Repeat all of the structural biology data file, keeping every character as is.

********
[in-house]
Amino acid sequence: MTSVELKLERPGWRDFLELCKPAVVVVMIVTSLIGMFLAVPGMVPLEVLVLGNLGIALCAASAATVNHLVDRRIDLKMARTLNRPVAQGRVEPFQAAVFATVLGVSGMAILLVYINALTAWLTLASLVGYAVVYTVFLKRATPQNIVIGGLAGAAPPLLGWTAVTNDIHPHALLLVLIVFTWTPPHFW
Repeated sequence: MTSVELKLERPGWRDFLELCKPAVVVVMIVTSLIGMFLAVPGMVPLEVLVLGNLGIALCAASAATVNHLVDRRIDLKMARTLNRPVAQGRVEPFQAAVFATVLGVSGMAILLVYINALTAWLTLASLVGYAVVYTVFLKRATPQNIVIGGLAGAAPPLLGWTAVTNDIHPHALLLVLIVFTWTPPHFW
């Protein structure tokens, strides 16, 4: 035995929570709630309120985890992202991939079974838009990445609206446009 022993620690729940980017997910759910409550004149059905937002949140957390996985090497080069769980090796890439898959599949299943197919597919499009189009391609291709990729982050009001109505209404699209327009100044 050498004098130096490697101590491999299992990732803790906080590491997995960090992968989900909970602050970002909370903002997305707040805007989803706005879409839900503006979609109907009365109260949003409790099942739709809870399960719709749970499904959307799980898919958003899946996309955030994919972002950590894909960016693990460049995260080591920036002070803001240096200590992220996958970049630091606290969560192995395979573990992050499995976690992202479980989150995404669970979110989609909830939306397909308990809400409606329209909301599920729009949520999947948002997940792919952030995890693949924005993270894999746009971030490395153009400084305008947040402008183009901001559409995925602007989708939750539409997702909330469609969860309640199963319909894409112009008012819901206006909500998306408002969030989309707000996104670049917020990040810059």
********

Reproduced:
[in-house]
Amino acid sequence: MTSVELKLERPGWRDFLELCKPAVVVVMIVTSLIGMFLAVPGMVPLEVLVLGNLGIALCAASAATVNHLVDRRIDLKMARTLNRPVAQGRVEPFQAAVFATVLGVSGMAILLVYINALTAWLTLASLVGYAVVYTVFLKRATPQNIVIGGLAGAAPPLLGWTAVTNDIHPHALLLVLIVFTWTPPHFW
Repeated sequence: MTSVELKLERPGWRDFLELCKPAVVVVMIVTSLIGMFLAVPGMVPLEVLVLGNLGIALCAASAATVNHLVDRRIDLKMARTLNRPVAQGRVEPFQAAVFATVLGVSGMAILLVYINALTAWLTLASLVGYAVVYTVFLKRATPQNIVIGGLAGAAPPLLGWTAVTNDIHPHALLLVLIVFTWTPPHFW
């Protein structure tokens, strides 16, 4: 035995929570709630309120985890992202991939079974838009990445609206446009 022993620690729940980017997910759910409550004149059905937002949140957390996985090497080069769980090796890439898959599949299943197919597919499009189009391609291709990729982050009001109505209404699209327009100044 050498004098130096490697101590491999299992990732803790906080590491997995960090992968989900909970602050970002909370903002997305707040805007989803706005879409839900503006979609109907009365109260949003409790099942739709809870399960719709749970499904959307799980898919958003899946996309955030994919972002950590894909960016693990460049995260080591920036002070803001240096200590992220996958970049630091606290969560192995395979573990992050499995976690992202479980989150995404669970979110989609909830939306397909308990809400409606329209909301599920729009949520999947948002997940792919952030995890693949924005993270894999746009971030490395153009400084305008947040402008183009901001559409995925602007989708939750539409997702909330469609969860309640199963319909894409112009008012819901206006909500998306408002969030989309707000996104670049917020990040810059």